WTE: White tea leaf ethanolic extract; DDY: Deutschland, Denken and Yoken; BW: Body weight; OECD: Organization for Economic Co-operation and Development; ROW: Relative organ weight; LD50: Lethal doses; ED50: Effective dose; SD: Standard deviation.

REFERENCES

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GRAPHICAL ABSTRACT


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SUMMARY

  • No treatment-related toxic symptom or mortality observed for the first 4 hours and 24 hours after oral administration of white tea leaf ethanolic extract in mice upto a dose of 5000 mg/kg BW.

  • Both male and female treated mice showed no significant changes in behavior, breathing, and motoric activity.

  • The oral LD50 of white tea leaf ethanolic extract was greater than 5000 mg/kg BW and suggests practically non-toxic in a single dose of level 5000 mg/kg BW.

ABOUT AUTHORS


Lia Ardiana: She is a magister student at the Faculty of Pharmacy, University of Indonesia. Her magister research focused on the evaluation of toxicity and antidiabetic activity of Indonesian herbal medicines.

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Rani Sauriasari: working as lecturer and researcher in Faculty of Pharmacy, University of Indonesia. Her doctor degree obtained from Public Health (Medical Faculty), Okayama University, Japan. Currently, she is positioned as Manager of Research and Community Engagement, Faculty of Pharmacy, University of Indonesia. Has experience in the area of Biochemistry, Analitycal Chemistry and Pharmacology, working mainly in: medicinal plants and new research drugs.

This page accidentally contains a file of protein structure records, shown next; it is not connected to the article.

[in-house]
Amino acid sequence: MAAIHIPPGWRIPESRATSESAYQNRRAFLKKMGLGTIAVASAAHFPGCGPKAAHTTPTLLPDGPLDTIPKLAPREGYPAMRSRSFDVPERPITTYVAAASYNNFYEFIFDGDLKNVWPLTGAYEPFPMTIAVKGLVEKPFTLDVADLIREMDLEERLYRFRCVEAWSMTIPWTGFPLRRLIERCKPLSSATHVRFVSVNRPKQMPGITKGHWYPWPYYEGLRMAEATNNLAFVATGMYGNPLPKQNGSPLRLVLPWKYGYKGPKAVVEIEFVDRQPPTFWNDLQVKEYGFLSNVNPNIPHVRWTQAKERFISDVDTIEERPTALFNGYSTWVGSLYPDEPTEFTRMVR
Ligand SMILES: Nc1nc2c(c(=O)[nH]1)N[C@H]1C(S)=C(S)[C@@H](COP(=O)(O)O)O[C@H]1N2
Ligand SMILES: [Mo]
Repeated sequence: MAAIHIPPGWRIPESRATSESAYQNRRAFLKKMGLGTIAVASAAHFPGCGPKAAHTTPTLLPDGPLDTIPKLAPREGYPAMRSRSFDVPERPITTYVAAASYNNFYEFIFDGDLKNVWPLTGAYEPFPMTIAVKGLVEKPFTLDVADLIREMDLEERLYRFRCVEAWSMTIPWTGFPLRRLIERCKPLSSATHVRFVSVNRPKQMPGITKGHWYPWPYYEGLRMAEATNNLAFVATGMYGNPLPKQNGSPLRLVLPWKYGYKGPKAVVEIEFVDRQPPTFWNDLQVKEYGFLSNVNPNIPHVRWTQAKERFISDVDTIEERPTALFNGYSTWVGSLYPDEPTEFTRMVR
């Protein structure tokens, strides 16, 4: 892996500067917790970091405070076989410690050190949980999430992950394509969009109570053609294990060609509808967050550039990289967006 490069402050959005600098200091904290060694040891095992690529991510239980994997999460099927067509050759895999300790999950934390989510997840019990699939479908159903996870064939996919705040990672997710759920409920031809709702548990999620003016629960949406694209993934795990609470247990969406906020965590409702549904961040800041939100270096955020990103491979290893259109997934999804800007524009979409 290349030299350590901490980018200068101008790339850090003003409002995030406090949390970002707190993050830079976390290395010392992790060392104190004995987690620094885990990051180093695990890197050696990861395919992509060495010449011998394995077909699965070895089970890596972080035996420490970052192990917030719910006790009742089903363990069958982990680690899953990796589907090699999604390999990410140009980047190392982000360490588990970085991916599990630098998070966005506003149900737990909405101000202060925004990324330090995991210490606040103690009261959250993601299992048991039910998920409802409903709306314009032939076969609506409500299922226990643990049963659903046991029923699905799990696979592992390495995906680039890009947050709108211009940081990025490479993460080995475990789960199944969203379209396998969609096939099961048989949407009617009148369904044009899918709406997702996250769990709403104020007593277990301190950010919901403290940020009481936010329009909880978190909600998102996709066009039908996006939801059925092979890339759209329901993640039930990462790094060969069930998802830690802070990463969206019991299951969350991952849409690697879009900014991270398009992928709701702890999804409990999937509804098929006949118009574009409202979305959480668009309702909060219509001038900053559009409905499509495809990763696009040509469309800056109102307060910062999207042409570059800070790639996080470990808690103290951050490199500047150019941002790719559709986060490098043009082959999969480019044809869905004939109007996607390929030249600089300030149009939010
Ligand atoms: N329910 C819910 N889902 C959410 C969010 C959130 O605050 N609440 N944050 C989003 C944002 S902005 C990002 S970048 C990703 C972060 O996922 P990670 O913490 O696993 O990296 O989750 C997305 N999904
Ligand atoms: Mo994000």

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Meiliza Ekayanti: She is a researcher that focused on Phytochemistry at the Faculty of Pharmacy, University of Indonesia.

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Sarah Zielda Najib: She is a researcher of medicinal plants activity at the Faculty of Pharmacy, University of Indonesia.

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Berna Elya: She is Professor and researcher with the mainly area in isolation of new compound from medicinal plants, Pharmacognosy and Phytochemistry. Currently, she is positioned as lecturer and Head of Laboratory of Pharmacognosy, Faculty of Pharmacy, University of Indonesia.